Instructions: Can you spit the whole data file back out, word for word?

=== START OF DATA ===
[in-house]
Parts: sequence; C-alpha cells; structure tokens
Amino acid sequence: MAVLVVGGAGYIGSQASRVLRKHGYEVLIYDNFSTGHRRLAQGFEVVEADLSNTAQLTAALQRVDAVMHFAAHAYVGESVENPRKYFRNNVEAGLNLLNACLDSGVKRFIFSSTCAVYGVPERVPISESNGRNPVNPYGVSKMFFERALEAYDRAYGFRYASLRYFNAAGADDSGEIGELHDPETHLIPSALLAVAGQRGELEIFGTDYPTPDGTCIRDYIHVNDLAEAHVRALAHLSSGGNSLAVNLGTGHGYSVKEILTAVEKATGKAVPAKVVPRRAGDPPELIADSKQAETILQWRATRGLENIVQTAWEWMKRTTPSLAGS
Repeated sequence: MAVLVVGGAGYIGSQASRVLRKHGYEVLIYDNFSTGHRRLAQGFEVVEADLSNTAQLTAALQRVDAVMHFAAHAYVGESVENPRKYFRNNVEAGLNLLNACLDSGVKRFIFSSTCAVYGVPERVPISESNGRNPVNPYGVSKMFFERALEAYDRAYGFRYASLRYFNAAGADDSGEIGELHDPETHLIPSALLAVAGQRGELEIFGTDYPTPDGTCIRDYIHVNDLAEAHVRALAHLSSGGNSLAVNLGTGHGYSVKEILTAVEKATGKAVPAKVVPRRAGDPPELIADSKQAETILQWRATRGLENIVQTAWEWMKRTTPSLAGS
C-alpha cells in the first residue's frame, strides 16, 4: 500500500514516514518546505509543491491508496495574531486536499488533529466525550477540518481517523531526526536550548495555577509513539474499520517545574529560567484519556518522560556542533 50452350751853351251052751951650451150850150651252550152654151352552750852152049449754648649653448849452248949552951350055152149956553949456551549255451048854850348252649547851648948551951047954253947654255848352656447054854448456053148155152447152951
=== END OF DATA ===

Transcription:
[in-house]
Parts: sequence; C-alpha cells; structure tokens
Amino acid sequence: MAVLVVGGAGYIGSQASRVLRKHGYEVLIYDNFSTGHRRLAQGFEVVEADLSNTAQLTAALQRVDAVMHFAAHAYVGESVENPRKYFRNNVEAGLNLLNACLDSGVKRFIFSSTCAVYGVPERVPISESNGRNPVNPYGVSKMFFERALEAYDRAYGFRYASLRYFNAAGADDSGEIGELHDPETHLIPSALLAVAGQRGELEIFGTDYPTPDGTCIRDYIHVNDLAEAHVRALAHLSSGGNSLAVNLGTGHGYSVKEILTAVEKATGKAVPAKVVPRRAGDPPELIADSKQAETILQWRATRGLENIVQTAWEWMKRTTPSLAGS
Repeated sequence: MAVLVVGGAGYIGSQASRVLRKHGYEVLIYDNFSTGHRRLAQGFEVVEADLSNTAQLTAALQRVDAVMHFAAHAYVGESVENPRKYFRNNVEAGLNLLNACLDSGVKRFIFSSTCAVYGVPERVPISESNGRNPVNPYGVSKMFFERALEAYDRAYGFRYASLRYFNAAGADDSGEIGELHDPETHLIPSALLAVAGQRGELEIFGTDYPTPDGTCIRDYIHVNDLAEAHVRALAHLSSGGNSLAVNLGTGHGYSVKEILTAVEKATGKAVPAKVVPRRAGDPPELIADSKQAETILQWRATRGLENIVQTAWEWMKRTTPSLAGS
C-alpha cells in the first residue's frame, strides 16, 4: 500500500514516514518546505509543491491508496495574531486536499488533529466525550477540518481517523531526526536550548495555577509513539474499520517545574529560567484519556518522560556542533 50452350751853351251052751951650451150850150651252550152654151352552750852152049449754648649653448849452248949552951350055152149956553949456551549255451048854850348252649547851648948551951047954253947654255848352656447054854448456053148155152447152951